Tax rates differ substantially across countries and across locations within countries. An important question is whether people choose locations in response to these tax differentials, thus reducing the ability of local and national governments to redistribute income… In this paper, we review what we know about mobility responses to personal taxation and discuss the policy implications. Our main focus is on the mobility of people, especially high-income people, but we will also discuss the mobility of wealth in response to personal taxes. It is clear that high-income individuals sometimes move across borders to avoid taxes. …The Rolling Stones left England for France in the early 1970s in order to avoid the exceptionally high top marginal tax rates—well above 90 percent—in the UK at the time. Many other British rock stars moved to lower tax jurisdictions, including David Bowie (Switzerland), Ringo Starr (Monte Carlo), Cat Stevens (Brazil), Rod Stewart (United States), and Sting (Ireland). In more recent years, actor Gérard Depardieu moved to Belgium and eventually Russia in response to the 75 percent millionaire tax in France, while a vast number of sports stars in tennis, golf, and motor racing have taken residence in tax havens such as Monte Carlo, Switzerland, and Dubai.

The authors point out that there are challenges, however, when trying to move from interesting anecdotes to statistically supported conclusions.

They overcome that challenge by examining a special tax regime in Denmark.

…the introduction of special tax schemes to foreigners provides such compelling quasi-experimental settings. Consider for instance the Danish tax scheme for foreigners… This scheme was enacted in 1992 and applied to the earnings of foreign workers from June 1991 onwards. Eligibility for the scheme requires annual earnings above a threshold located around the ninety-ninth percentile of the earnings distribution. Initially, the scheme offered a flat income tax rate of 30 percent in lieu of the regular progressive income tax with a top marginal tax rate of 68 percent. …The design of the scheme lends itself to a difference-in-differences approach in which we compare the evolution of the number of foreigners above the eligibility threshold (treatments) and below the eligibility threshold (controls). Such an analysis is presented in Figure 3. It shows the stock of foreigners between 1980–2005 in the treated earnings range and in two untreated earnings ranges, between 80–90 percent of the threshold and between 90–99 percent of the threshold. …The graph provides exceptionally compelling evidence of mobility responses.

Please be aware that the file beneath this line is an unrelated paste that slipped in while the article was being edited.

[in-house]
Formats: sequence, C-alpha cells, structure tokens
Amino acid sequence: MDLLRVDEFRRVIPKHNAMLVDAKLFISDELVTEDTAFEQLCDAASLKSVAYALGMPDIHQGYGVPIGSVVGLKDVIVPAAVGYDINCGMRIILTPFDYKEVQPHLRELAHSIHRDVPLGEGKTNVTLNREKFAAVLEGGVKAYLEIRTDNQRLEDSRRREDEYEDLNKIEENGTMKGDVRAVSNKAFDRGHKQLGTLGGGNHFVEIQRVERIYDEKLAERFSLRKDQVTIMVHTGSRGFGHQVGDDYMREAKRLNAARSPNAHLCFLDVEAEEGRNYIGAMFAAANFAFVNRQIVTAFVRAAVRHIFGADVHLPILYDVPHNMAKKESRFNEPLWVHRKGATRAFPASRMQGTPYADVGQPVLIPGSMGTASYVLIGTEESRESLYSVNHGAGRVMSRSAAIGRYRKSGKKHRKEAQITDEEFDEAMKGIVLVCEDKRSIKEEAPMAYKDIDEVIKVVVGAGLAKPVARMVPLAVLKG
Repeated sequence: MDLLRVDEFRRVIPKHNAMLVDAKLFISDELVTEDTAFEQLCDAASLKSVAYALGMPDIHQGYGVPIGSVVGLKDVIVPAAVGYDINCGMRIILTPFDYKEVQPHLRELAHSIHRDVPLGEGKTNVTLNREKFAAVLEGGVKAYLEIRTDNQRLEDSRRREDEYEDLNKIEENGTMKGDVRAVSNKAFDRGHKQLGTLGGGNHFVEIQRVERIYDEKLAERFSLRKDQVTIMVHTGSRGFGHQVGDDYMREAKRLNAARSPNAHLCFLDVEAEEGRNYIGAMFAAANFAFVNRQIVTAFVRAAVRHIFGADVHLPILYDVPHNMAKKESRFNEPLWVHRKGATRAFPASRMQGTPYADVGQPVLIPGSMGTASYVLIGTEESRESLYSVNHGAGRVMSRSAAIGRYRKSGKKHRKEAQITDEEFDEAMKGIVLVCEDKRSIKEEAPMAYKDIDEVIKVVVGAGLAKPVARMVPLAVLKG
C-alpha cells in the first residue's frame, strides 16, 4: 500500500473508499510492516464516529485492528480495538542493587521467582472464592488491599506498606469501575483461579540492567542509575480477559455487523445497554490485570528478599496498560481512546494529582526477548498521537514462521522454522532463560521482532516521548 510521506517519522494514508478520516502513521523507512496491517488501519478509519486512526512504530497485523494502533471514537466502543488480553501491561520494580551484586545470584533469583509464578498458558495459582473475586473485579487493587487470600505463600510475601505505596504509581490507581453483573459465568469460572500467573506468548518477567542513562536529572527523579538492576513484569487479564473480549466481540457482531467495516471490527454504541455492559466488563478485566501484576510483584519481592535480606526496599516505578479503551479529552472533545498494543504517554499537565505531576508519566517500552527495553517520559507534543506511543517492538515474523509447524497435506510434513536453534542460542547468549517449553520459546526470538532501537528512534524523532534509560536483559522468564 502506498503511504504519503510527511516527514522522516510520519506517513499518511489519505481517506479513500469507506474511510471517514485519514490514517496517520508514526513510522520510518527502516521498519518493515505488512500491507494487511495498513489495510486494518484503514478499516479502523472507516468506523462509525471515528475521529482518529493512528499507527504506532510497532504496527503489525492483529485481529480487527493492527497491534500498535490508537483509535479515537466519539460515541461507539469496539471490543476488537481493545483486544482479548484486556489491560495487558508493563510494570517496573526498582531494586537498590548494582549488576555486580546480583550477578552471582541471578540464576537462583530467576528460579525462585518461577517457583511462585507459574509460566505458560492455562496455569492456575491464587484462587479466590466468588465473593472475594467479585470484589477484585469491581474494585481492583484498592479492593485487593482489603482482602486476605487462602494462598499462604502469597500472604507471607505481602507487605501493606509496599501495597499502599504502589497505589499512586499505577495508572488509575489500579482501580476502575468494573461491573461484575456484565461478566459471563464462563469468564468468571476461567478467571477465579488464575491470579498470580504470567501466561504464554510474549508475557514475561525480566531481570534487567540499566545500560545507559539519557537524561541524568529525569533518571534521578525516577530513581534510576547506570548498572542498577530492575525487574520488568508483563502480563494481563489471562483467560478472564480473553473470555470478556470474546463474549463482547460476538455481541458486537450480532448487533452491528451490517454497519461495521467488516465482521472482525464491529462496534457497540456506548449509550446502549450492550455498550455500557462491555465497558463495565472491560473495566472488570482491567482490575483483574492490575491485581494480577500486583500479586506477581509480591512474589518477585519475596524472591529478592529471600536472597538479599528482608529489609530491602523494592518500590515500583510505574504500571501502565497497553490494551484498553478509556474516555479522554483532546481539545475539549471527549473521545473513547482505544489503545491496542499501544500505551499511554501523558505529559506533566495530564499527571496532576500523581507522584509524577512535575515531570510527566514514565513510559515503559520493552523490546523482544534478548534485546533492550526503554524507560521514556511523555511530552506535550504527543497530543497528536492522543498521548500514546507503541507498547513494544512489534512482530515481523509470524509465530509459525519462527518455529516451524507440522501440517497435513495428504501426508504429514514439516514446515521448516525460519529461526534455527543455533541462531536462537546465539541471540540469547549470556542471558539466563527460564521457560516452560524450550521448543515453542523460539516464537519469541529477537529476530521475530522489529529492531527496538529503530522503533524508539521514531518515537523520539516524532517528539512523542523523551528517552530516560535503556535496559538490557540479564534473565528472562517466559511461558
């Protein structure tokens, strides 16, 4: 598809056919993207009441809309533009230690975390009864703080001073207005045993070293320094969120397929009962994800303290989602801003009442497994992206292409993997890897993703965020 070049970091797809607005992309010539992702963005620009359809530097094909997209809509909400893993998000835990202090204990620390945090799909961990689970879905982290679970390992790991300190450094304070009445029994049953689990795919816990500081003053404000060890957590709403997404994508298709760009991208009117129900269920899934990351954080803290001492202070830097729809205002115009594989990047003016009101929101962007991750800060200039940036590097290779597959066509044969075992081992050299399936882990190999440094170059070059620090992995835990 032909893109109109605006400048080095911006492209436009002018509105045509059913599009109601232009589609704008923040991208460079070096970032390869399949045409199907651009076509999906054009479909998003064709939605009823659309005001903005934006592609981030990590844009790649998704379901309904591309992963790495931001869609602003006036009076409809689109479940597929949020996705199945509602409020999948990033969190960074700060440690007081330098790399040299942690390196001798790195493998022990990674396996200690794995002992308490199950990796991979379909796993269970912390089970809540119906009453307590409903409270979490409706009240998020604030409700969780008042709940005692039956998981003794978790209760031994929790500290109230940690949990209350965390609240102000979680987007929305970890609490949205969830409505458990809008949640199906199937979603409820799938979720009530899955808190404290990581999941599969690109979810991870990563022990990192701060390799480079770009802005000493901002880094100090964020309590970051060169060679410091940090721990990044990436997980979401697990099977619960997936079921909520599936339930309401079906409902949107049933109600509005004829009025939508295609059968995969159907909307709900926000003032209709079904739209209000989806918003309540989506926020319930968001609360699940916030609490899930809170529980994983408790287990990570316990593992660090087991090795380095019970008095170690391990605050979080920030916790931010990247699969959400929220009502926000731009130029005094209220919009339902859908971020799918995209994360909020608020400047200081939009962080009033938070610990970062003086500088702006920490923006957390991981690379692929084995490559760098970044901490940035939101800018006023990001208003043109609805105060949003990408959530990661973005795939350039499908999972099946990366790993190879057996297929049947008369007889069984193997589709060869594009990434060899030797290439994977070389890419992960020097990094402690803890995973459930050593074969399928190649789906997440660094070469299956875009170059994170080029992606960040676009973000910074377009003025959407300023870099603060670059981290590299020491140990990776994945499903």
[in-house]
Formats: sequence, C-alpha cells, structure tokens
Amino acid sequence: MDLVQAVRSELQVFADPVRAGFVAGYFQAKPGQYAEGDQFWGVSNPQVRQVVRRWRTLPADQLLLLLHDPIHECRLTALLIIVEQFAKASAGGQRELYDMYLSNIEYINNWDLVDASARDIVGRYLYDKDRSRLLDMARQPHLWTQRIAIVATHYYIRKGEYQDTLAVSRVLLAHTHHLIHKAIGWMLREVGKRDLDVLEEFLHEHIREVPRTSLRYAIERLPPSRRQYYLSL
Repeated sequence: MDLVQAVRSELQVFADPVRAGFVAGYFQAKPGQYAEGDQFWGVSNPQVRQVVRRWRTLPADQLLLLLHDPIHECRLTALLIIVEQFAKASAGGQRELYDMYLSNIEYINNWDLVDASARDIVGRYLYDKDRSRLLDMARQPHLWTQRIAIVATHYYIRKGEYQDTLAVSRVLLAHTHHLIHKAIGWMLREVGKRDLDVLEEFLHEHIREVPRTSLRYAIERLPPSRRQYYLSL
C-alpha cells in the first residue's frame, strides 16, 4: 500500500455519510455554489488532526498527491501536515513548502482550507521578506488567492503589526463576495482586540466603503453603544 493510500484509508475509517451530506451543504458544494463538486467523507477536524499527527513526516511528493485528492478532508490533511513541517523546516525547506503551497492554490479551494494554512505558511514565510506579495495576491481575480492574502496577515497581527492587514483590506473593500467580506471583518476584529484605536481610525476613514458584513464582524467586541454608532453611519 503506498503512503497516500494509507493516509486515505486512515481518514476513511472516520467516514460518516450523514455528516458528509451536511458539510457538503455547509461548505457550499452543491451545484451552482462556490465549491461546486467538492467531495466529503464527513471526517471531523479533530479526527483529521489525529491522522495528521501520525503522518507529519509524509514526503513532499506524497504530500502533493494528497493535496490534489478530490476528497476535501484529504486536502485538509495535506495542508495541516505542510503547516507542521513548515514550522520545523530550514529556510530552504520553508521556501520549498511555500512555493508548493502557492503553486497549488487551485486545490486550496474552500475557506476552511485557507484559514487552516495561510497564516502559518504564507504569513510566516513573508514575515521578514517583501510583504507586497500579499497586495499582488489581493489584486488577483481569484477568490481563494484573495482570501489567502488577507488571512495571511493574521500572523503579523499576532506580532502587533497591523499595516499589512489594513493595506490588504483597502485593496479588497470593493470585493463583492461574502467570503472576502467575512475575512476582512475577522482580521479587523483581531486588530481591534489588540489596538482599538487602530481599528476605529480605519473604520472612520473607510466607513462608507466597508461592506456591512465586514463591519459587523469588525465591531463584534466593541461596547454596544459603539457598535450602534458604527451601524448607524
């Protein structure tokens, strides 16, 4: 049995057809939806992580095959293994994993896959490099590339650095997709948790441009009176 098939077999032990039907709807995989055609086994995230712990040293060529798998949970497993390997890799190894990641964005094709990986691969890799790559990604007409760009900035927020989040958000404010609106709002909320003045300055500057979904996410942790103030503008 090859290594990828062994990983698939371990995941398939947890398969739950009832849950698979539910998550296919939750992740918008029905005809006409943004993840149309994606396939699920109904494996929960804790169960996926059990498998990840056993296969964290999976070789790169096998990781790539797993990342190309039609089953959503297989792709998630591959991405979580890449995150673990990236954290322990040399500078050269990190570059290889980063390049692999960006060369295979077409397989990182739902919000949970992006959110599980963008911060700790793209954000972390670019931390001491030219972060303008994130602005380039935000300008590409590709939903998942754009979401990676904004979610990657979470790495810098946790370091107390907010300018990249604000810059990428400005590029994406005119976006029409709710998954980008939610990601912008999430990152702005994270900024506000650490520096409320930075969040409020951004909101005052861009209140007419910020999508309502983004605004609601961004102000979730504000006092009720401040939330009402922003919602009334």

Here’s a chart from the study showing a pronounced increase in migration from those (the red line) who could benefit from the lower tax rates.

The study also includes some evidence from the 1986 Tax Reform Act in the United States.

Can elasticities be sizable even for large countries that start with a large base of foreigners? Akcigit, Baslandze, and Stantcheva (2016) shed light on this question. They study the effects of top tax rates on the international mobility of “superstar” inventors—those with the most and best patents. …panel B considers the US Tax Reform Act of 1986 which sharply reduced the top marginal income tax rate. … the US Tax Reform Act of 1986 had a strong effect on the growth of foreign superstar inventors. In fact, the estimated mobility elasticity of top 1 percent superstar inventors for the US economy is extremely large, above 3.